The Future of Transportation

Posted by Brad Johnson Tue, 24 May 2022 15:00:00 GMT

Please join the Center for American Progress for a virtual event on the future of mobility. Michigan Gov. Gretchen Whitmer (D) will join CAP President and CEO Patrick Gaspard for a conversation about Michigan’s progress in developing pro-business, pro-worker, and pro-climate mobility initiatives. White House National Climate Adviser Gina McCarthy will deliver remarks on President Joe Biden’s plan to reduce emissions, and a panel of experts and advocates will discuss the opportunities and challenges that lie ahead in decarbonizing transportation.

Mobility bridges the gap between economic opportunity and the environment. It creates well-paying jobs, lowers costs for families, and tackles climate change. In just three years, Michigan has created more than 21,600 well-paying auto jobs, and auto companies and suppliers have invested millions of dollars into the state as part of an industrywide pivot to vehicle electrification.

Gov. Whitmer has made unique progress in supporting mobility initiatives, through public-private partnerships with automakers to support domestic manufacturing, a bipartisan build-out of an electric vehicle charging network across the Midwest, collaborative efforts to decarbonize the economy through the Michigan Healthy Climate Plan, and partnerships with legislators from across the aisle to advance Michigan’s mobility leadership.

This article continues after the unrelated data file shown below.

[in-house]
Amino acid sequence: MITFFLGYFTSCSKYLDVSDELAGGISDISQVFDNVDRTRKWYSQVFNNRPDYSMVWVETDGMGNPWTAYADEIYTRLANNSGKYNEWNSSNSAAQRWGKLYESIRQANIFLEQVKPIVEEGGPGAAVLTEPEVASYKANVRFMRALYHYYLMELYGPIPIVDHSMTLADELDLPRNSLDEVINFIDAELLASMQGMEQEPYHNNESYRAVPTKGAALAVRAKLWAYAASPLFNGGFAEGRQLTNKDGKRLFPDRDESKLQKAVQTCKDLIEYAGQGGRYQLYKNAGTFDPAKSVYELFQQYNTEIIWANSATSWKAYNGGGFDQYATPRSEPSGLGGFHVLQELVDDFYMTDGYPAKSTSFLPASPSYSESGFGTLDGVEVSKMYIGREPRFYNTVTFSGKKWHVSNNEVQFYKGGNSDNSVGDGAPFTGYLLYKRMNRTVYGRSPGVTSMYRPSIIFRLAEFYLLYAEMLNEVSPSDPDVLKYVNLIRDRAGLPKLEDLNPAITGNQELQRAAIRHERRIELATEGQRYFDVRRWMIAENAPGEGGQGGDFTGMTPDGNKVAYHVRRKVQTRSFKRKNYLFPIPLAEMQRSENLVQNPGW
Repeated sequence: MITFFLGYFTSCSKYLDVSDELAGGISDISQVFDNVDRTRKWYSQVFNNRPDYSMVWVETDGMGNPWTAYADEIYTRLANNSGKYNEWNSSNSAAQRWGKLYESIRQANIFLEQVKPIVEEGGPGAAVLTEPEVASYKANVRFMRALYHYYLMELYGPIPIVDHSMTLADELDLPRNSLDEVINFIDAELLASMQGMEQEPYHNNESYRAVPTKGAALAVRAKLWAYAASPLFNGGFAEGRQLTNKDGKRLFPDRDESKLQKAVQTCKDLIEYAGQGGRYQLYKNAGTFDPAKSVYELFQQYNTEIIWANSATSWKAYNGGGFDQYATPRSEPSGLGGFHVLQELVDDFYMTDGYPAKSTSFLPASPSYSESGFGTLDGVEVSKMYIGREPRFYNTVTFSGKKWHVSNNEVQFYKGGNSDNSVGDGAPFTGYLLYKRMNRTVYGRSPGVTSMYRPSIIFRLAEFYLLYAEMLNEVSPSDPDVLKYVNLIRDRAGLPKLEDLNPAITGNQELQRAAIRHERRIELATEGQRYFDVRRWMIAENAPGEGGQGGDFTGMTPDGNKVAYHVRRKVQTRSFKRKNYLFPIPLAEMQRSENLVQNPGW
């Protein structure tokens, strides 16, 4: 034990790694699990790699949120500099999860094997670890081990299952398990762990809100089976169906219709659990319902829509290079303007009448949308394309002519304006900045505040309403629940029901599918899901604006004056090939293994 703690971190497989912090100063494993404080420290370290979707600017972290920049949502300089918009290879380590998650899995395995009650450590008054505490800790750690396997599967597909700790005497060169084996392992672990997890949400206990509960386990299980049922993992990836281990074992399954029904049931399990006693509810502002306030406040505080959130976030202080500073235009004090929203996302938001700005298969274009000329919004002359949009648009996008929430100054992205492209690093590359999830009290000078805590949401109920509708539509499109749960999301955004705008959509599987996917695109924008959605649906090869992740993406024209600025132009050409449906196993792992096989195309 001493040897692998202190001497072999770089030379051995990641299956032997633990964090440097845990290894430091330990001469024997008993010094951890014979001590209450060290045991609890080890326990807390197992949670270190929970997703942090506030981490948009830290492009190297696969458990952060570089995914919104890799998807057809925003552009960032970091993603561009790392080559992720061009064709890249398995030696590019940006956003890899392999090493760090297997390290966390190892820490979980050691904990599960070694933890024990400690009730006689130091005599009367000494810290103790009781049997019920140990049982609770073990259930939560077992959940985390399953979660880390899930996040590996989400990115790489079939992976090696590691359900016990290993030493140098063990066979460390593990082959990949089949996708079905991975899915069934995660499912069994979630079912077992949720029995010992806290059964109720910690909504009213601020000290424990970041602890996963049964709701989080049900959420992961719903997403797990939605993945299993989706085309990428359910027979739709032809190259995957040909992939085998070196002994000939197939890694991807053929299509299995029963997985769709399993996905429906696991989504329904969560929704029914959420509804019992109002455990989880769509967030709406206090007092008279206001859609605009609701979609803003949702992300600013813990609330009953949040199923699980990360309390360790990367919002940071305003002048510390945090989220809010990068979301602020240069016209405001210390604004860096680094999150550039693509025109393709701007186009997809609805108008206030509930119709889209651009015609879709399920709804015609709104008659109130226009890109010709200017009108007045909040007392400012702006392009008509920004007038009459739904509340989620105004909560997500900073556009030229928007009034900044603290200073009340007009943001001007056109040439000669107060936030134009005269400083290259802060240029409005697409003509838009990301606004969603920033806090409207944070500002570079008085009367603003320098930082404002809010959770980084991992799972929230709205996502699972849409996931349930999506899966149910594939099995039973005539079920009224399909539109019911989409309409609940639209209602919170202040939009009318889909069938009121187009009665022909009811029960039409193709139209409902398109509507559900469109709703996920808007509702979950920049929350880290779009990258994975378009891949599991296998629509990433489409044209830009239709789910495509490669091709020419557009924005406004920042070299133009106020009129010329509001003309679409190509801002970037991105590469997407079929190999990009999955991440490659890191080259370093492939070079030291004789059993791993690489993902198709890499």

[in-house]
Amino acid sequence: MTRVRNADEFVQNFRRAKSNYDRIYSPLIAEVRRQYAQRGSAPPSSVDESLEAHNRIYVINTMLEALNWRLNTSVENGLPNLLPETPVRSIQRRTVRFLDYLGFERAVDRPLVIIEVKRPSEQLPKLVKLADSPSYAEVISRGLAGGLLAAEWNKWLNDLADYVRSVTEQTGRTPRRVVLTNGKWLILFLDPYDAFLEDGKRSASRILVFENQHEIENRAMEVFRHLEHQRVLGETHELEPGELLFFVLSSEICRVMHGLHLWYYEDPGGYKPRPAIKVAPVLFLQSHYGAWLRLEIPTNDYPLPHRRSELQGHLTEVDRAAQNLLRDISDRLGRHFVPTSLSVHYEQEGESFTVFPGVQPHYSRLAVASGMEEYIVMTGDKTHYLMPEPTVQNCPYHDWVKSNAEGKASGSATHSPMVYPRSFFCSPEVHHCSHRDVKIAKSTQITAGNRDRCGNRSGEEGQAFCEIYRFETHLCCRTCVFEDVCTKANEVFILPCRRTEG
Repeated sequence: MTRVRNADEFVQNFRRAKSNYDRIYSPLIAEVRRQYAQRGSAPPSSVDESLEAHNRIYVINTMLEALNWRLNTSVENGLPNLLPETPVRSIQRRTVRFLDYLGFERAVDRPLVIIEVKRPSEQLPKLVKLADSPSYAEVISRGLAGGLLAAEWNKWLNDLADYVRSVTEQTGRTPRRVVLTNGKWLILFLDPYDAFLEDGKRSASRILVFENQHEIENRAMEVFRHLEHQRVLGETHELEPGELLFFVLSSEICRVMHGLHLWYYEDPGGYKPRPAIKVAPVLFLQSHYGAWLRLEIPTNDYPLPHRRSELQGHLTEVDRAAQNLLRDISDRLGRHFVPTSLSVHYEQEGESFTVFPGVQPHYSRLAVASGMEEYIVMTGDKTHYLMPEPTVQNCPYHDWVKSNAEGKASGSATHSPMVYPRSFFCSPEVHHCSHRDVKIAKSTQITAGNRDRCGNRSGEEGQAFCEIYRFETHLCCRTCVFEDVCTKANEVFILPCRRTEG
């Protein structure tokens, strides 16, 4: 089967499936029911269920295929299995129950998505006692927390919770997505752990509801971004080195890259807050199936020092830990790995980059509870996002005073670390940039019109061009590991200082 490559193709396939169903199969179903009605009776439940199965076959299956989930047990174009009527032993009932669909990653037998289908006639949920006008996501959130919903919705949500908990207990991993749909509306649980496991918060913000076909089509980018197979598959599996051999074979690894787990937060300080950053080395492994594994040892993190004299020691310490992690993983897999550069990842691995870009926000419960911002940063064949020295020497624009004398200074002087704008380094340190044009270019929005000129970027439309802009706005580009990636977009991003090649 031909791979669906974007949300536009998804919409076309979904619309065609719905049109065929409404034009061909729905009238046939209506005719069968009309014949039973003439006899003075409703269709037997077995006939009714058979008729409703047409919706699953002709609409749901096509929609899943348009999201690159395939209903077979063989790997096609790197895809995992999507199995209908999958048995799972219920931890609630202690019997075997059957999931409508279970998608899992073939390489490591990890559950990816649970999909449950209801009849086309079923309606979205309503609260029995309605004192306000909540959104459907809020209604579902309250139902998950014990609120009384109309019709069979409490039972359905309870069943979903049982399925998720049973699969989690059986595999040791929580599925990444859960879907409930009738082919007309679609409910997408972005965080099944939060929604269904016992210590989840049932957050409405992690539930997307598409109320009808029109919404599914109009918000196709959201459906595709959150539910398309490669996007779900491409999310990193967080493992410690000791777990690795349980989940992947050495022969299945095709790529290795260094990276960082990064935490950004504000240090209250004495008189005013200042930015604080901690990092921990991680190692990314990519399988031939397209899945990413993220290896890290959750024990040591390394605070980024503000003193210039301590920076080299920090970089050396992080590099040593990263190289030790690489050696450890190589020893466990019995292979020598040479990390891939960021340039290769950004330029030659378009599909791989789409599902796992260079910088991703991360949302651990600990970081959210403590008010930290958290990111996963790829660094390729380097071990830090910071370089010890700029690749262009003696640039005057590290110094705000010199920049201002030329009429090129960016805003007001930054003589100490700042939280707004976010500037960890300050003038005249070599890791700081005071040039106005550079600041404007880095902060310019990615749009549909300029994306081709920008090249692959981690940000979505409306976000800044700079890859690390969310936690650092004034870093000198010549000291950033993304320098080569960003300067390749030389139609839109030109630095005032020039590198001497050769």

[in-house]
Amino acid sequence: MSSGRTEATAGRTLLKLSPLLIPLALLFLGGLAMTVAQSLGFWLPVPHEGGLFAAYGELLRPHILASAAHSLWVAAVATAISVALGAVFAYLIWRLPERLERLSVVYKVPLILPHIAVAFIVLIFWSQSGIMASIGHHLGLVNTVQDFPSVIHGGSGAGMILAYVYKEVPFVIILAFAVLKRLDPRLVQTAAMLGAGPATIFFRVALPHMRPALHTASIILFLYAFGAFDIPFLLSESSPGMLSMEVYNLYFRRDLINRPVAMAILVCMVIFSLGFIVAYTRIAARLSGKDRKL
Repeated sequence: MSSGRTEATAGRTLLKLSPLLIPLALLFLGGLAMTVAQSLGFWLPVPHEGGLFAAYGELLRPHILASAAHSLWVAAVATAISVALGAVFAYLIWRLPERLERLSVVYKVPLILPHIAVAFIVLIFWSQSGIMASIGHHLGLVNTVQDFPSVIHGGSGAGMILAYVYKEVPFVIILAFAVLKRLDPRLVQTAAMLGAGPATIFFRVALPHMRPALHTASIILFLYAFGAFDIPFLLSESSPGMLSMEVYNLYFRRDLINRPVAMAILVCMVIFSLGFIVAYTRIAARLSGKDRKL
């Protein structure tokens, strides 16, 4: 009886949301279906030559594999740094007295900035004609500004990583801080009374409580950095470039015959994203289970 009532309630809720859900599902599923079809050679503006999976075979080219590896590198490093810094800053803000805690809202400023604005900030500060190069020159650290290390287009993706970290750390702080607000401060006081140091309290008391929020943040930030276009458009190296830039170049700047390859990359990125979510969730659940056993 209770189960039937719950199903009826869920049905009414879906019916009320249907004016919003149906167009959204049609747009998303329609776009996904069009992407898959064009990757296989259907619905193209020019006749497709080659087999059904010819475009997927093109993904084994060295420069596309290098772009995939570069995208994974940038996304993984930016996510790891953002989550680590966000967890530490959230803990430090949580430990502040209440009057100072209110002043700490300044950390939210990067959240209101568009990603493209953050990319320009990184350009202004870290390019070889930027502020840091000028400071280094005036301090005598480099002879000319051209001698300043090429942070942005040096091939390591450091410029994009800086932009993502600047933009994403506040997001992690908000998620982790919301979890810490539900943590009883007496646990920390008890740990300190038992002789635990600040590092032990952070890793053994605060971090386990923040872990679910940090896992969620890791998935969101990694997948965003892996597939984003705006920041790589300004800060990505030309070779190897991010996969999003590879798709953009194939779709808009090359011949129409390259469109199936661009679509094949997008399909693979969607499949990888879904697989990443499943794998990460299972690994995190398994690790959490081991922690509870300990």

For more information about how state governments can leverage federal investments, as well as the opportunities and challenges of implementing the bipartisan infrastructure law, check out CAP’s recent report “How States Can Use the Bipartisan Infrastructure Law To Enhance Their Climate Action Efforts.”

Keynote remarks:
  • Gina McCarthy, White House National Climate Adviser
In conversation:
  • Gov. Gretchen Whitmer (D-MI)
  • Patrick Gaspard, President and CEO, Center for American Progress
Panelists:
  • Cindy Estrada, Vice President, United Auto Workers
  • Carolina Martinez, Climate Justice Director, Environmental Health Coalition
  • Terry Travis, Managing Partner, EVNoire
Moderator:
  • Sam Ricketts, Senior Fellow for Energy and Environment, Center for American Progress

You must RSVP to watch the event.

If you have questions for our panel, please submit them on Zoom during the event or via email to CAPeventquestions@americanprogress.org.

For more information, please contact Sam Hananel at shananel@americanprogress.org.

FY 2023 Budget Request for the Department of Transportation